Cabin, Quarter, Plantation


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Architecture and Landscapes of North American Slavery

Edited by Clifton Ellis and Rebecca Ginsburg


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Archaeological and historical scholarship completed over the past decade has revealed much about the built environments of slavery and the daily lives of enslaved workers in North America. Cabin, Quarter, Plantation is the first book to take this new research into account and comprehensively examine the architecture and landscapes of enslavement on plantations and farms.

This important work brings together the best writing in the field, including classic pieces on slave landscapes by W. E. B. DuBois and Dell Upton, alongside new essays on such topics as the building methods that Africans brought to the American South and information about slave family units and spiritual practices that can be gathered from archaeological remains. Through deep analysis of the built environment the authors invite us to reconsider antebellum buildings, landscapes, cabins, yards, and garden plots, and what these sites can teach us about the real conditions of enslavement. The starting point in any study of slavery and the built environment, this anthology makes essential contributions to our understanding of American slavery and to the fields of landscape history and architectural history.

Clifton Ellis is associate professor in architectural history at Texas Tech University. Rebecca Ginsburg is assistant professor in the Department of Landscape Architecture at the University of Illinois, Urbana–Champaign.

“A truly important contribution to the field of African American history and a watershed in the development of African American architecture as a field of architectural history.”—Barbara Mooney, University of Iowa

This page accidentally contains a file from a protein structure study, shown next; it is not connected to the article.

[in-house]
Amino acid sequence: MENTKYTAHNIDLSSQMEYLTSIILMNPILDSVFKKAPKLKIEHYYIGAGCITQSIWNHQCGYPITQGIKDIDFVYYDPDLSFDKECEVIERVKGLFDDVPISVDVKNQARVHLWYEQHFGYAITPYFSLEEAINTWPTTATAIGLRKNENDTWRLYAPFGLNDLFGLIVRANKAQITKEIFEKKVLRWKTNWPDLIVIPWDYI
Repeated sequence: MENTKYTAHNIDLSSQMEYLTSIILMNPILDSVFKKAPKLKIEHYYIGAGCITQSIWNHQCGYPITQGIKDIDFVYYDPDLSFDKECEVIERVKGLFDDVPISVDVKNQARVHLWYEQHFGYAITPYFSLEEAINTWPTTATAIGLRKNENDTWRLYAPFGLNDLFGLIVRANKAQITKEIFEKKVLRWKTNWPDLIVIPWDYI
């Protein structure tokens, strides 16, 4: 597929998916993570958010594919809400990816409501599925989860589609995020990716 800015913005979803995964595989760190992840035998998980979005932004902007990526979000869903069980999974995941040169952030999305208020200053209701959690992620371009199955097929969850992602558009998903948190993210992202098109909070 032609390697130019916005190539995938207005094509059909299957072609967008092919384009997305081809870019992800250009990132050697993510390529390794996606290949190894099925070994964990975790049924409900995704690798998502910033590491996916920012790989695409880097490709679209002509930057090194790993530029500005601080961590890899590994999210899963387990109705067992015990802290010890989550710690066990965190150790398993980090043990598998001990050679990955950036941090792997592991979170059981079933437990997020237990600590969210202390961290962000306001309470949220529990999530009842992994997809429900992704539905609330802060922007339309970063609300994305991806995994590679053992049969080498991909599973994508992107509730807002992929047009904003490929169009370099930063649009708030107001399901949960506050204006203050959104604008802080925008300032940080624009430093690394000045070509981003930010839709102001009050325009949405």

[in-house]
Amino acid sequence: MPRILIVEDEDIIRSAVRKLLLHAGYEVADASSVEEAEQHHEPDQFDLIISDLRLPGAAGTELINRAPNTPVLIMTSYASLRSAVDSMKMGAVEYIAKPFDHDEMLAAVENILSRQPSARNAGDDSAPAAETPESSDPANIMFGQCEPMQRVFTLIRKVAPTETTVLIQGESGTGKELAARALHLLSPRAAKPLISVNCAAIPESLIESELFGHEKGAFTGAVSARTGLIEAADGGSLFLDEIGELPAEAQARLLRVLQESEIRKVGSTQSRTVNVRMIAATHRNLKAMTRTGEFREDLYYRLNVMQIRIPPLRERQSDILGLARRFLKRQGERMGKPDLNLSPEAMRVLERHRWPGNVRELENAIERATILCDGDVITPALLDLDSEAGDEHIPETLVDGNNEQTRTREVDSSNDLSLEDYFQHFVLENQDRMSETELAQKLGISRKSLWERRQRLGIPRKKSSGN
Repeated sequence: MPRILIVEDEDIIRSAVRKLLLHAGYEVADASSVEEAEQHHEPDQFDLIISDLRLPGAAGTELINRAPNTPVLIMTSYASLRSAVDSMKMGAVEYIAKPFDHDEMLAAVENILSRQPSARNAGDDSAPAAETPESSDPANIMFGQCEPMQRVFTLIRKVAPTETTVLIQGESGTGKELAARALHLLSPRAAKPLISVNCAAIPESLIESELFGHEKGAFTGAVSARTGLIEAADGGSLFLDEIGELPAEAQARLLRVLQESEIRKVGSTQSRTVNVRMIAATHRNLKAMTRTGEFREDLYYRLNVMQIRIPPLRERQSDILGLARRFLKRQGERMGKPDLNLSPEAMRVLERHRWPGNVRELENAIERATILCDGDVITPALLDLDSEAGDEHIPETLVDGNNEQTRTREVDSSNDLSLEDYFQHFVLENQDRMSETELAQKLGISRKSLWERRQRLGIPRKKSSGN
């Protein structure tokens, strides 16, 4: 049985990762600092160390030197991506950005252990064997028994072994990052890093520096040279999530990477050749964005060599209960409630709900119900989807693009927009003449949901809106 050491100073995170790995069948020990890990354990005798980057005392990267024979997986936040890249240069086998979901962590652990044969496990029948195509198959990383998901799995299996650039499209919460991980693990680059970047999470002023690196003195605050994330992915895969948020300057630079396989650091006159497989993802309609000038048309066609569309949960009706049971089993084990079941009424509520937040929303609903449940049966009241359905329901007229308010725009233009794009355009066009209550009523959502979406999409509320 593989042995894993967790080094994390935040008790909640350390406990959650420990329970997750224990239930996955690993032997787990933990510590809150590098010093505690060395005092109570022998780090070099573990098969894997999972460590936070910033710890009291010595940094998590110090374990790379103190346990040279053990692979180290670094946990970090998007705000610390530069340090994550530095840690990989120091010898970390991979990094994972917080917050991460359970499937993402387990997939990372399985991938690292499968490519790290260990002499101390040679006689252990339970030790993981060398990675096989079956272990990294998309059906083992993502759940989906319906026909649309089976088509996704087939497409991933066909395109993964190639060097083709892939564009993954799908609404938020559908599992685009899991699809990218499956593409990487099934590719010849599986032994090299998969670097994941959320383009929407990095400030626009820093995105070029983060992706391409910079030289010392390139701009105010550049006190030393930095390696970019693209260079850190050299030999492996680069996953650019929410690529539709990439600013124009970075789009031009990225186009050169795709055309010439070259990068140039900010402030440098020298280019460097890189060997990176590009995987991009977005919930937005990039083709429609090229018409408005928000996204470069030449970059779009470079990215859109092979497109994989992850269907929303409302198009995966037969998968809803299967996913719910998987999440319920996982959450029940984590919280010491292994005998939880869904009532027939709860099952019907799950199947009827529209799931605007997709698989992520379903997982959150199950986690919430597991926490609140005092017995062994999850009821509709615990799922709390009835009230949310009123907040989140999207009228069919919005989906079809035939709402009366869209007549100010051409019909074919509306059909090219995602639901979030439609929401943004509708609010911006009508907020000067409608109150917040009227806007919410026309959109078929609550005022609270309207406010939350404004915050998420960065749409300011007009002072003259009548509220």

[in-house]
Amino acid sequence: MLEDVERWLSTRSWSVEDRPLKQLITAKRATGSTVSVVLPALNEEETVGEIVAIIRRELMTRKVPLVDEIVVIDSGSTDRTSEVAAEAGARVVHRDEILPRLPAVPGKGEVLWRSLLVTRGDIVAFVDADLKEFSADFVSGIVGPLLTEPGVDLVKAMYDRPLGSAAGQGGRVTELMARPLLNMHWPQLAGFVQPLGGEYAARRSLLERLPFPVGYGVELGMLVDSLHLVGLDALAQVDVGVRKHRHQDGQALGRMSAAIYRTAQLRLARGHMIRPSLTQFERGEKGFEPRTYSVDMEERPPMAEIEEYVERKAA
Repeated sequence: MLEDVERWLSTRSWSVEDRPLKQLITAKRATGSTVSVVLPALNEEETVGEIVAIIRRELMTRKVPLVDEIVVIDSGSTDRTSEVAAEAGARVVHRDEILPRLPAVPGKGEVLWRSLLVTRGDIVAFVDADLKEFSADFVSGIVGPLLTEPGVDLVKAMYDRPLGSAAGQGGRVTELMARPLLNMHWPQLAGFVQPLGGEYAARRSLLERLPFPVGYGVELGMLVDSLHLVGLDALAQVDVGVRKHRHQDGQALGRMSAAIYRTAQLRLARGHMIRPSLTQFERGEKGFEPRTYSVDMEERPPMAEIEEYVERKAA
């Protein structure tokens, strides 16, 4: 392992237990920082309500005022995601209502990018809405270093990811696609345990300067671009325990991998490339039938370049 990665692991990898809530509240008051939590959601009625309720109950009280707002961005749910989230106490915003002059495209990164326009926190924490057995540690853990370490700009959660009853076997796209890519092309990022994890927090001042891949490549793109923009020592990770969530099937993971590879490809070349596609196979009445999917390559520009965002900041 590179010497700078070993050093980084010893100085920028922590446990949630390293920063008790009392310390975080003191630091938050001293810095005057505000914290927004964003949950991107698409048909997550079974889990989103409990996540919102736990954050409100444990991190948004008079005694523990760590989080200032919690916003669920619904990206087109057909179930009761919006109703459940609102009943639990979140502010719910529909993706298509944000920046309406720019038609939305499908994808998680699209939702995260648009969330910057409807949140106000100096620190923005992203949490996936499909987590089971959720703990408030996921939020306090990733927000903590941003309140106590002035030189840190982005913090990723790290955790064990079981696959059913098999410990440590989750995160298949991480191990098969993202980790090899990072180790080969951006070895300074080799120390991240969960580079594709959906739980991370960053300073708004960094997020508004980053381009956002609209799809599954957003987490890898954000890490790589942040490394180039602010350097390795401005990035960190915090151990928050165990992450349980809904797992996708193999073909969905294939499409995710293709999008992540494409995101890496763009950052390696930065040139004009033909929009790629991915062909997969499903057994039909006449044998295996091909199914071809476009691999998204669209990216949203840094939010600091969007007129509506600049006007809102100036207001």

Cabin, Quarter, Plantation aims at no less than a full engagement with all aspects of the architecture of slavery. Editors Clifton Ellis and Rebecca Ginsburg have gathered a set of essays that should inspire a series of bold explorations of the buildings and structures that were--like shackles and whips--the ominous equipment of bondage across the span of three centuries.”--John Michael Vlach, George Washington University

Cabin, Quarter, Plantation offers a broad understanding of the injustices of slavery and the extent to which this system of structured inequality shaped the nation’s physical, social, cultural, and political environment. It is a splendid contribution to knowledge.”--Mary Corbin Sies, University of Maryland

“This collection of provocative essays provides a wide window through which to view the everyday life of slaves--where they worked, where they slept; what they built, what they ate; and where their space and the space of whites overlapped. Architecture and landscapes are made to reveal their secrets and show us not only systems of oppression but also the resourcefulness of slaves in resisting that oppression.”--Erskine Clarke, author of Dwelling Place: A Plantation Epic

"A comprehensive examination of the architecture and landscape of enslavement in the American south. New scholarship finds home alongside classic writings on the built environment of slavery. . . . The book breaks new ground, allowing for a thorough discussion of the topic and introducing new thought about how African building traditions established a new vernacular in the United States."--Curated Magazine

"Cabin Quarter, Plantation: Architecture and Landscapes of North American Slavery provides important perspectives on the social and political history of the continent."—Emmanuel Dabney, Register of the Kentucky Historical Society
ISBN: 9780300120424
Publication Date: June 29, 2010
264 pages, 6 x 9
49 b/w illus.